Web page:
What was expected to be the state's marquee race lived up to its billing Tuesday, as early returns had first-term Republican Rep. Dave Reichert narrowly fending off the Democrats' best hope for gaining a congressional seat in Washington.
With 19 percent of the projected vote counted, Reichert led political newcomer Darcy Burner 52 percent to 48 percent, a margin of about 2,400 votes, in the 8th Congressional District, which comprises the suburbs east and southeast of Seattle.
"There's still a lot of counting to do, but certainly right now the numbers look very favorable for us," Reichert said.
Burner, a 35-year-old former Microsoft project manager, put up a surprisingly tough campaign, thanks largely to efforts portraying Reichert as a rubber stamp for Bush. She said she remained "optimistic" about her chances.
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The 8th District has sent only Republicans to Congress since its creation in 1980, but has trended Democratic in recent years. Burner's campaign echoed her party's national call for change.
Another Democrat, biologist and rancher Peter Goldmark, made a run at freshman Republican Cathy McMorris in the 5th District in Eastern Washington, but with 36 percent of the projected vote in, McMorris had what appeared to be an insurmountable lead: 55 percent to 45 percent.
The state's seven other incumbent representatives - Republican Doc Hastings, chairman of the House ethics committee, and six Democrats - faced little opposition.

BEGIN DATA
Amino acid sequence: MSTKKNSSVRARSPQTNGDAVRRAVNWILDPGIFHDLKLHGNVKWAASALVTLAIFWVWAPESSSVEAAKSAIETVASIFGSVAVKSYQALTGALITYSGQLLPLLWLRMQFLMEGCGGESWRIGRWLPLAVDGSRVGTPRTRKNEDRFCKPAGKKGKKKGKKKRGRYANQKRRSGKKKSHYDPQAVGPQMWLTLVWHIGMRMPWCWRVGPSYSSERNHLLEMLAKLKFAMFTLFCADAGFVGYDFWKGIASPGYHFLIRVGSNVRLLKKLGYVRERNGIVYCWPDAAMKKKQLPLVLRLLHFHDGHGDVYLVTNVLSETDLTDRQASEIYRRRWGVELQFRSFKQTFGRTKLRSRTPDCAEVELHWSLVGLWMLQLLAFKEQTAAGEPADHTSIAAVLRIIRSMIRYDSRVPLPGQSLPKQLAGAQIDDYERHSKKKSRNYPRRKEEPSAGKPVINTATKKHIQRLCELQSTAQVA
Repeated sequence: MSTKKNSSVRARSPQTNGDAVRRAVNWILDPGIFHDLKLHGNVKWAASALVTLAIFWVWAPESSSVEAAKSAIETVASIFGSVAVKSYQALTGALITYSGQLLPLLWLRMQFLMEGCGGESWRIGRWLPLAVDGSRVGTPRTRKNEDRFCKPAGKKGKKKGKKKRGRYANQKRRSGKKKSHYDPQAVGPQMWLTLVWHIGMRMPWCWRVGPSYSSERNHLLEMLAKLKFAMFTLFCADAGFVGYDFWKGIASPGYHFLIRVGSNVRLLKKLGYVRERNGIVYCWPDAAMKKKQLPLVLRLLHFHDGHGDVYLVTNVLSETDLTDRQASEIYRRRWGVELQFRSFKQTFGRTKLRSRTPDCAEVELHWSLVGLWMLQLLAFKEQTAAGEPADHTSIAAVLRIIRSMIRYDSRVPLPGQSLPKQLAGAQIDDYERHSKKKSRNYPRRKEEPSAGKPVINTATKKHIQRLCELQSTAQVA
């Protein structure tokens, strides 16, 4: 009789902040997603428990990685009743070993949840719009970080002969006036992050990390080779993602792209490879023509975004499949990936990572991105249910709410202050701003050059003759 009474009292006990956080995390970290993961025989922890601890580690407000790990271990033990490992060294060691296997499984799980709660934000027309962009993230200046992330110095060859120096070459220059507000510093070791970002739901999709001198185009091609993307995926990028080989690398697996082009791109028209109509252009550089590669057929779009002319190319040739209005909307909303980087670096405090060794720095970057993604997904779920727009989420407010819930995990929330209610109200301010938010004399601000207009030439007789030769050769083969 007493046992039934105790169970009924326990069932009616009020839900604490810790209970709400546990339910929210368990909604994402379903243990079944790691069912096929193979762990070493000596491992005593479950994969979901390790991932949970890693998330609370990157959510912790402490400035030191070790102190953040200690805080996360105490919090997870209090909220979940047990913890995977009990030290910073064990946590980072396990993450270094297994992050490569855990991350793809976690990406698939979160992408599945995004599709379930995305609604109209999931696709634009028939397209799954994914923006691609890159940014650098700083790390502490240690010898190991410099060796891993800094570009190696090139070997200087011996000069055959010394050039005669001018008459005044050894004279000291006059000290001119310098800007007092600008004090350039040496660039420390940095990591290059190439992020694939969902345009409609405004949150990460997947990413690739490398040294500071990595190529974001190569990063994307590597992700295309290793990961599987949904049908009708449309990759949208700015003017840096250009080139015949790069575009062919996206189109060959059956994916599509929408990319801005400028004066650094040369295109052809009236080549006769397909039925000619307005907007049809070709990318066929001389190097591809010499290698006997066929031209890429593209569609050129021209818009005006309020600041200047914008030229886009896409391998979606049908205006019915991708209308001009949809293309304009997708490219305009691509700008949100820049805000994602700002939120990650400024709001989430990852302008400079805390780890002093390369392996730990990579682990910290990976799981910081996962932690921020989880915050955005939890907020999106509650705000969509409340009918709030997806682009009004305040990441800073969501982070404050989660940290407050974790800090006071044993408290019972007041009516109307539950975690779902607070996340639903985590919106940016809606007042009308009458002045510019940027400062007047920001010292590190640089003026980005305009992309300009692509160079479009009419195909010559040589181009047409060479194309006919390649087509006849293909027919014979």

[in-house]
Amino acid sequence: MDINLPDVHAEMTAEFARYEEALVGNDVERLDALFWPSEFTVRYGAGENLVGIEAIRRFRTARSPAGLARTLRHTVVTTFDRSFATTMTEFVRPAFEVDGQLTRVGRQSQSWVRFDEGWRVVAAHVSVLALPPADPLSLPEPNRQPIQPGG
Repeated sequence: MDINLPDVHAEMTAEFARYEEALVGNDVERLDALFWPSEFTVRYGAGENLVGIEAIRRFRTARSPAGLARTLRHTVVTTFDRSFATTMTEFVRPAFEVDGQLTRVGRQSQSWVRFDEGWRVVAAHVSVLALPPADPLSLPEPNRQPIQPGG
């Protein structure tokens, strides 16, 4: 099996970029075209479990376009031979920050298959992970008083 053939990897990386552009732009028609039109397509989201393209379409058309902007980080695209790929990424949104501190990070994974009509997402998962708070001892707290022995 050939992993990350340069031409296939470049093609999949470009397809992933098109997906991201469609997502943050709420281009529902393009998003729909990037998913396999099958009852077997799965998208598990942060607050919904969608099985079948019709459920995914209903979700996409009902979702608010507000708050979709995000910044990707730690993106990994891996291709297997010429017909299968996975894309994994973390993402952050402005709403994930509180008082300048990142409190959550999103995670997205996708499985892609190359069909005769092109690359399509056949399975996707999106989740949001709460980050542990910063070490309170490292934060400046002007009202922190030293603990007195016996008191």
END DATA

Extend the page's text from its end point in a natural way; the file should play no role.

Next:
Elsewhere in the state:
1st District, covering Seattle's northern suburbs: Democratic Rep. Jay Inslee won re-election against Republican Larry Ishmael, a business consultant from Redmond making his first run for Congress. With 18 percent of the vote counted, Inslee took 70 percent to Ishmael's 30 percent.
2nd District, from Everett north to Canada: Incumbent Democrat Rick Larsen defeated Republican challenger Doug Roulstone, a retired Navy captain. With 30 percent of the vote counted, Larsen had 66 percent to Roulstone's 34 percent.
4th District, central Washington: Hastings defeated Democrat Richard Wright, who owns a chain of physical therapy clinics and finished third in the primary two years ago. With 29Â percent of the vote counted, Hastings had 57Â percent to Wright's 43 percent.
6th District, Pierce County and the Kitsap and Olympic peninsulas: Longtime incumbent Democrat Norm Dicks of Bremerton had no trouble beating Republican Doug Cloud for the second straight time. Dicks had 71Â percent of the vote to 29 percent for Cloud, with 32 percent counted.
7th District, most of Seattle: Rep. Jim McDermott, a liberal firebrand in a safe urban district, easily won a 10th term against Republican newcomer Steve Beren. McDermott had 78 percent with 11 percent of the vote counted; Beren had 18 percent; independent Linnea Noreen had 4 percent.